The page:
A Different Type of Marathon

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A 30-year tradition continued June 12 with the usual outcome: Horse beats man.

Llanwrtyd Wells, Powys, a town known for spas in Wales (Great Britain), is the home to the Man versus Horse Marathon, a 22-mile race where human runners compete against riders on horseback. (So, technically, since a real marathon is 26.2 miles, it’s not really a marathon, but I digress…) According to Wikipedia the race was started in 1980 when a discussion between two men was overheard by pub owner Gordon Green. One gentleman argued that over a “significant distance across country,” a man could equal any horse. Green took this discussion to the public to challenge this claim, thus creating the marathon.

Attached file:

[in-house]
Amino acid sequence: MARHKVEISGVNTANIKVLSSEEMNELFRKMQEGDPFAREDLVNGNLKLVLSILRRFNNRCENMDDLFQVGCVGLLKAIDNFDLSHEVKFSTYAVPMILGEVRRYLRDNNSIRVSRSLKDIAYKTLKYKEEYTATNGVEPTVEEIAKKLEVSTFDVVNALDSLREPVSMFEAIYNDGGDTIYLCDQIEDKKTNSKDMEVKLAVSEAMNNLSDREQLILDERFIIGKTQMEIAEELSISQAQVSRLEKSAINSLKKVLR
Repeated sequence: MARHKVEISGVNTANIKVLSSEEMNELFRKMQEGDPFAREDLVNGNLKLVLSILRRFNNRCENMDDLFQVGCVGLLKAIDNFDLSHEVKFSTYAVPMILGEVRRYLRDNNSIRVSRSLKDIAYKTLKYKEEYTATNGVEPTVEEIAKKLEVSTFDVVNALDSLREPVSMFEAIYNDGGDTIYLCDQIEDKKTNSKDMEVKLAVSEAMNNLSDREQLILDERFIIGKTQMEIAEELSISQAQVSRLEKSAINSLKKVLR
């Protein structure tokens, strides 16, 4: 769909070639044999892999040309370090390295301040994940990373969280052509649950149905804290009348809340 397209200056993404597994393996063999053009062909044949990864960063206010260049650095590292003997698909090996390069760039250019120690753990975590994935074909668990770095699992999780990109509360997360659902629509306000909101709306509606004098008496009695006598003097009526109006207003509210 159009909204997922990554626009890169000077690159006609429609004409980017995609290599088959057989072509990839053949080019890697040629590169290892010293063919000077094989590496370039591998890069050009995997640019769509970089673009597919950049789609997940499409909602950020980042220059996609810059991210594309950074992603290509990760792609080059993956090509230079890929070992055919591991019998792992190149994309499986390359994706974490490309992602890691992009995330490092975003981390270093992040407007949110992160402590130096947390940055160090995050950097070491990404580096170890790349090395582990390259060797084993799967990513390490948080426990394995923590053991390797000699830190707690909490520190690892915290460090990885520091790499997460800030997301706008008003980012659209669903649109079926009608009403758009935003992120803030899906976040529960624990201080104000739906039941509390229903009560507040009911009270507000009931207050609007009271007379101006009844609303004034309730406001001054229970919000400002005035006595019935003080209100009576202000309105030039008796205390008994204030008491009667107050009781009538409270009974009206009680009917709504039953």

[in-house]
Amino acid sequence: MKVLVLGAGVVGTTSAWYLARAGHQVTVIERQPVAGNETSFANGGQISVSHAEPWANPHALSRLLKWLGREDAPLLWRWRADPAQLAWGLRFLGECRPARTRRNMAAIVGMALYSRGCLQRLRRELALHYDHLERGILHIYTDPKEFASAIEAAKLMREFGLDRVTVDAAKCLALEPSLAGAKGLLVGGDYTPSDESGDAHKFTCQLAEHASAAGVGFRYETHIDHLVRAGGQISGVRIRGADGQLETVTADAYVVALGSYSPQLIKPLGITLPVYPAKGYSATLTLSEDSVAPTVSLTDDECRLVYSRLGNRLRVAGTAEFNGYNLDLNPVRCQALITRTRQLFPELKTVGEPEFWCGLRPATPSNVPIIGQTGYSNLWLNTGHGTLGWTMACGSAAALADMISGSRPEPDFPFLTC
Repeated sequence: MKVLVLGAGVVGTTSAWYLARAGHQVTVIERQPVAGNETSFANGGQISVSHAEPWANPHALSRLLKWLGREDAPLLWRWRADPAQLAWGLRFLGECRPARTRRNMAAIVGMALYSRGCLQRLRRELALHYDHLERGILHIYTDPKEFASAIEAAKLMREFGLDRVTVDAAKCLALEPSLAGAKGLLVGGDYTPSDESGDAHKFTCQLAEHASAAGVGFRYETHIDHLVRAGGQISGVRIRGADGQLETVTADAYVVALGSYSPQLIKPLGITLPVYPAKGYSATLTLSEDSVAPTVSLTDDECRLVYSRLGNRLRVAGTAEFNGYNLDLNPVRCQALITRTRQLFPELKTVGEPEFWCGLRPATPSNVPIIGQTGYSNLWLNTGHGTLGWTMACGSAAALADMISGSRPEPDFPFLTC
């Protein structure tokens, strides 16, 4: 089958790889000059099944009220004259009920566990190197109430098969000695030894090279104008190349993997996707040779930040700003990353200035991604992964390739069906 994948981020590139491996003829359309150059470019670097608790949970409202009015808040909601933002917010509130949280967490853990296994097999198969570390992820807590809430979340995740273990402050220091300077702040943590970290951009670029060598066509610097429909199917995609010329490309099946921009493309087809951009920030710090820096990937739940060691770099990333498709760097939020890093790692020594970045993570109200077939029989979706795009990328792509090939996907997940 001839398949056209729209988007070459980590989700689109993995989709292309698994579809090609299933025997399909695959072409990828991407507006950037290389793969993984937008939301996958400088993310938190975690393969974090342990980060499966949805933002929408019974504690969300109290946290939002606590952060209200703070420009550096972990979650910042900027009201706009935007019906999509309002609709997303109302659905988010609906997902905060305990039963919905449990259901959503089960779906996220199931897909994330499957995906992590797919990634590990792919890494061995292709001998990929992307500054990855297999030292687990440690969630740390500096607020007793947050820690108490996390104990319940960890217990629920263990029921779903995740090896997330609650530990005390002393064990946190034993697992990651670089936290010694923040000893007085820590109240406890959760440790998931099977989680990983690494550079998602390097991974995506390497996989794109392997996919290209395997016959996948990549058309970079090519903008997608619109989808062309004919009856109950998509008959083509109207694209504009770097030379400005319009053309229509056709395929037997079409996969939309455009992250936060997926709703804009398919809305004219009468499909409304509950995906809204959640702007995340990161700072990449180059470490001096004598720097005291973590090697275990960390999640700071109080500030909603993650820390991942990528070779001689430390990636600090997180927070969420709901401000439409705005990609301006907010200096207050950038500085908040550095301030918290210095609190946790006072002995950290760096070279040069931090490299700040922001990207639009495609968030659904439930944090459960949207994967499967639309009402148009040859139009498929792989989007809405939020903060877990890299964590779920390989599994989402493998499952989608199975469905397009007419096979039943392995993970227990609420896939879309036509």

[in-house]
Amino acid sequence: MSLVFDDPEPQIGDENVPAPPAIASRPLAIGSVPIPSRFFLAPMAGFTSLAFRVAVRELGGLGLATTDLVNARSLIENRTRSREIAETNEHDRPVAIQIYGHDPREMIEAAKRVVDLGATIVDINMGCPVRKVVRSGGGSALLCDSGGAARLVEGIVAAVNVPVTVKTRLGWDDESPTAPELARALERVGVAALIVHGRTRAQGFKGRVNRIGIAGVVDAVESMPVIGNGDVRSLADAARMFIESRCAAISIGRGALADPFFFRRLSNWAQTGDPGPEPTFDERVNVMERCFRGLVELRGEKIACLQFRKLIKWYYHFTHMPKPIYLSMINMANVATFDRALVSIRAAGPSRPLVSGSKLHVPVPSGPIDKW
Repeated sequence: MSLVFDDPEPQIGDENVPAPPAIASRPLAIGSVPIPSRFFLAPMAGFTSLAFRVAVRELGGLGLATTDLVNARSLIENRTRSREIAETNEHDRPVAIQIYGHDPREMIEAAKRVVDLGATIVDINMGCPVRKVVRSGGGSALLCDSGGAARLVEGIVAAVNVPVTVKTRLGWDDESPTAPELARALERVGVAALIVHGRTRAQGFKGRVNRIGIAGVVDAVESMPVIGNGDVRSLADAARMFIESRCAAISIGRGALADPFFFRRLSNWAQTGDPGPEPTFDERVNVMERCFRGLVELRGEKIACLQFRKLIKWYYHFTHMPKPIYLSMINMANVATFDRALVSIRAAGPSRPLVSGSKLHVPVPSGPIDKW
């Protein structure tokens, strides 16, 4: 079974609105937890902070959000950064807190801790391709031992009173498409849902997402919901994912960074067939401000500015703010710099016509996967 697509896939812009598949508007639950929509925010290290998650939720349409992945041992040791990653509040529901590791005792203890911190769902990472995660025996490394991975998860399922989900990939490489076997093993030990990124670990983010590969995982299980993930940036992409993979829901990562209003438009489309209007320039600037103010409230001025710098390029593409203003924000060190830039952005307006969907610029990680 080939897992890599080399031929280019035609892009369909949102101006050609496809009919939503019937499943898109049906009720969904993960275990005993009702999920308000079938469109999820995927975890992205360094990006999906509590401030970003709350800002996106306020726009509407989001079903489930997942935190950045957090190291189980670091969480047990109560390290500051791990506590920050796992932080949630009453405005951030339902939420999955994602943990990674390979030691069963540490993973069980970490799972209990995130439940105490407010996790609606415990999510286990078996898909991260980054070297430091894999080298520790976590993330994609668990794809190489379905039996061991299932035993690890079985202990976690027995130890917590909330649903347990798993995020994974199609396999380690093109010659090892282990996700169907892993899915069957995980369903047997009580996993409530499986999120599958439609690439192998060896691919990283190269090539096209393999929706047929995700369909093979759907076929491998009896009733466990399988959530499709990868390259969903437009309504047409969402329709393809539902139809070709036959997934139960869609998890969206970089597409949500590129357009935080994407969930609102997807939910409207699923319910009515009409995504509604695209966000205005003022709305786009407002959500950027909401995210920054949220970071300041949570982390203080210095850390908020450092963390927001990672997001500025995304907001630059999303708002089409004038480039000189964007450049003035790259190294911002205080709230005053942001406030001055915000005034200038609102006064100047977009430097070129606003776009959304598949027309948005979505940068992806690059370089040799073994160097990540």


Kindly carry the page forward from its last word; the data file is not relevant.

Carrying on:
While traditional marathons are run on paved roads, this race takes place on rougher terrain, more like an American cross country event. The race starts in the town center then continues over hilly farm tracks, forests, footpaths, and open moorland. Cyclists were first allowed to compete in the race in 1985, which saw U.S. ladies’ champion cyclist Jacquie Phelan come very close to winning the race. Four years later, a British cyclist beat a horse by three minutes, becoming the first human to beat a horse in the race. (It is uncertain if they stopped allowing cyclists to race after that.)

The silver anniversary race in 2004 finally saw a human champion on foot, when Huw Lobb finished in 2 hours, 5 minutes, and 19 seconds. Lobb won the prize of &#163 25,000 ($31,786.40 USD), a jackpot that continued to grow &#163 1,000 every year after the first race that a human failed to win. Since then, only one other man has won the race–Florian Holzinger by 11 minutes in 2007

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